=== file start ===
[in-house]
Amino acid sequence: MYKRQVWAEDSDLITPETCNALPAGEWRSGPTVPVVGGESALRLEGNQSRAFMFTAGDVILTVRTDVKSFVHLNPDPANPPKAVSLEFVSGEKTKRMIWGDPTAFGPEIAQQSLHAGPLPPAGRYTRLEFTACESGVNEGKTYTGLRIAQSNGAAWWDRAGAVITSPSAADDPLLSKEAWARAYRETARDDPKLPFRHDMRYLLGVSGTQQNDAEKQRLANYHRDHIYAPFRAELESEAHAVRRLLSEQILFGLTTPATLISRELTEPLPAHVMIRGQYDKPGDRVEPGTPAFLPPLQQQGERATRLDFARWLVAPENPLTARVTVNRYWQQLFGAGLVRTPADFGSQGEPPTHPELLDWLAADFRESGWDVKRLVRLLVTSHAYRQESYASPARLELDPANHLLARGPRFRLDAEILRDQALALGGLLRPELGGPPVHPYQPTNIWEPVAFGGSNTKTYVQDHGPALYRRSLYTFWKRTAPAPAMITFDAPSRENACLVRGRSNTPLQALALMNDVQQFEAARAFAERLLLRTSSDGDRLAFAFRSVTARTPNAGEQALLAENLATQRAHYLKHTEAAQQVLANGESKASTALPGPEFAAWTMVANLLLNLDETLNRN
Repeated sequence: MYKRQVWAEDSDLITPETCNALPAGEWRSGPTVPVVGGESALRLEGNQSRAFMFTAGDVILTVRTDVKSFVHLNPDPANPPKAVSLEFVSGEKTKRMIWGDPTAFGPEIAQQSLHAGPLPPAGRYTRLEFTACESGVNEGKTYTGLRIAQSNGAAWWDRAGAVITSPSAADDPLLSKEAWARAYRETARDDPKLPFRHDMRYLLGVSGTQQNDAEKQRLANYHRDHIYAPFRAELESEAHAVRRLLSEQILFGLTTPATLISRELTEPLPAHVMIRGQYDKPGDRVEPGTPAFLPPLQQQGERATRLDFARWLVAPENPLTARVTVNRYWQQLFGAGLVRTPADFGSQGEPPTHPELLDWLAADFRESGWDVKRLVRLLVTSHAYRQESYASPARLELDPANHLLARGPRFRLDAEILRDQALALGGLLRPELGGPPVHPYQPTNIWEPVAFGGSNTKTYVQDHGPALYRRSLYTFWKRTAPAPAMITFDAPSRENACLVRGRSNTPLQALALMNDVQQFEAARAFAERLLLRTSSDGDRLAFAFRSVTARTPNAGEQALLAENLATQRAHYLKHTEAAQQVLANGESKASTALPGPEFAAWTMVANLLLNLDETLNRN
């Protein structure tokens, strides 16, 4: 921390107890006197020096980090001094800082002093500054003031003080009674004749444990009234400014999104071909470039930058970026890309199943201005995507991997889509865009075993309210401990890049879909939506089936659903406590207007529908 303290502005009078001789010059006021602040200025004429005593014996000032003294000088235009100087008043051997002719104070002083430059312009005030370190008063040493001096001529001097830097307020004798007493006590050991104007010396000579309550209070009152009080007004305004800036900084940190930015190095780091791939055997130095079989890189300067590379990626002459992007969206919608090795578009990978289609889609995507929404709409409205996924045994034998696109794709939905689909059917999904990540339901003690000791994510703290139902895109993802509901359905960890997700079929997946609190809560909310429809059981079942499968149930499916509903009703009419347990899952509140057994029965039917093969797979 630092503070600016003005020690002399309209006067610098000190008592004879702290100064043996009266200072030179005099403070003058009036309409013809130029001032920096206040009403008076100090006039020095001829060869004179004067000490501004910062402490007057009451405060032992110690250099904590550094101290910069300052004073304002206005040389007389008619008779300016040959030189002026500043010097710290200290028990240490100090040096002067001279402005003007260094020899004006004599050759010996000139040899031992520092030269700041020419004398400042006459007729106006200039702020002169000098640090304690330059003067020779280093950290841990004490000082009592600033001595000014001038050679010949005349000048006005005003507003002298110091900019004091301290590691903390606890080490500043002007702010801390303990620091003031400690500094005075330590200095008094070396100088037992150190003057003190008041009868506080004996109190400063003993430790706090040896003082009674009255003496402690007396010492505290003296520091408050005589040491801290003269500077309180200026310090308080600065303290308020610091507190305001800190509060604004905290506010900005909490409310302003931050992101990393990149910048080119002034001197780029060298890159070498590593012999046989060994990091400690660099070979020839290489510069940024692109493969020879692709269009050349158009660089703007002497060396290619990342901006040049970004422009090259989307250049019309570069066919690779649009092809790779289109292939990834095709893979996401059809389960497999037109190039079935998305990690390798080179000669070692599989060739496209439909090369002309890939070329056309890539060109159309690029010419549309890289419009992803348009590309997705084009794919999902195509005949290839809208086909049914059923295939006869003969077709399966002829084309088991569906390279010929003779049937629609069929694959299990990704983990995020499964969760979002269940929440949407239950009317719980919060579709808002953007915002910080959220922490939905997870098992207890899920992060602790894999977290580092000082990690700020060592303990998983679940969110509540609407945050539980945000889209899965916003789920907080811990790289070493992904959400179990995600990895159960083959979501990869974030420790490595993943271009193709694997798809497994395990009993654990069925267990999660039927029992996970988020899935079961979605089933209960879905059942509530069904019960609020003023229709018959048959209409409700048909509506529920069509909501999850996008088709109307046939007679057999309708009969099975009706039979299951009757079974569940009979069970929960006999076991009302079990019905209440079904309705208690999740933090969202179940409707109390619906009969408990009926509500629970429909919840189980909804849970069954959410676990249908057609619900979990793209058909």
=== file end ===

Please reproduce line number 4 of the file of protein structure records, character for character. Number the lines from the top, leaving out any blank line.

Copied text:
């Protein structure tokens, strides 16, 4: 921390107890006197020096980090001094800082002093500054003031003080009674004749444990009234400014999104071909470039930058970026890309199943201005995507991997889509865009075993309210401990890049879909939506089936659903406590207007529908 303290502005009078001789010059006021602040200025004429005593014996000032003294000088235009100087008043051997002719104070002083430059312009005030370190008063040493001096001529001097830097307020004798007493006590050991104007010396000579309550209070009152009080007004305004800036900084940190930015190095780091791939055997130095079989890189300067590379990626002459992007969206919608090795578009990978289609889609995507929404709409409205996924045994034998696109794709939905689909059917999904990540339901003690000791994510703290139902895109993802509901359905960890997700079929997946609190809560909310429809059981079942499968149930499916509903009703009419347990899952509140057994029965039917093969797979 630092503070600016003005020690002399309209006067610098000190008592004879702290100064043996009266200072030179005099403070003058009036309409013809130029001032920096206040009403008076100090006039020095001829060869004179004067000490501004910062402490007057009451405060032992110690250099904590550094101290910069300052004073304002206005040389007389008619008779300016040959030189002026500043010097710290200290028990240490100090040096002067001279402005003007260094020899004006004599050759010996000139040899031992520092030269700041020419004398400042006459007729106006200039702020002169000098640090304690330059003067020779280093950290841990004490000082009592600033001595000014001038050679010949005349000048006005005003507003002298110091900019004091301290590691903390606890080490500043002007702010801390303990620091003031400690500094005075330590200095008094070396100088037992150190003057003190008041009868506080004996109190400063003993430790706090040896003082009674009255003496402690007396010492505290003296520091408050005589040491801290003269500077309180200026310090308080600065303290308020610091507190305001800190509060604004905290506010900005909490409310302003931050992101990393990149910048080119002034001197780029060298890159070498590593012999046989060994990091400690660099070979020839290489510069940024692109493969020879692709269009050349158009660089703007002497060396290619990342901006040049970004422009090259989307250049019309570069066919690779649009092809790779289109292939990834095709893979996401059809389960497999037109190039079935998305990690390798080179000669070692599989060739496209439909090369002309890939070329056309890539060109159309690029010419549309890289419009992803348009590309997705084009794919999902195509005949290839809208086909049914059923295939006869003969077709399966002829084309088991569906390279010929003779049937629609069929694959299990990704983990995020499964969760979002269940929440949407239950009317719980919060579709808002953007915002910080959220922490939905997870098992207890899920992060602790894999977290580092000082990690700020060592303990998983679940969110509540609407945050539980945000889209899965916003789920907080811990790289070493992904959400179990995600990895159960083959979501990869974030420790490595993943271009193709694997798809497994395990009993654990069925267990999660039927029992996970988020899935079961979605089933209960879905059942509530069904019960609020003023229709018959048959209409409700048909509506529920069509909501999850996008088709109307046939007679057999309708009969099975009706039979299951009757079974569940009979069970929960006999076991009302079990019905209440079904309705208690999740933090969202179940409707109390619906009969408990009926509500629970429909919840189980909804849970069954959410676990249908057609619900979990793209058909």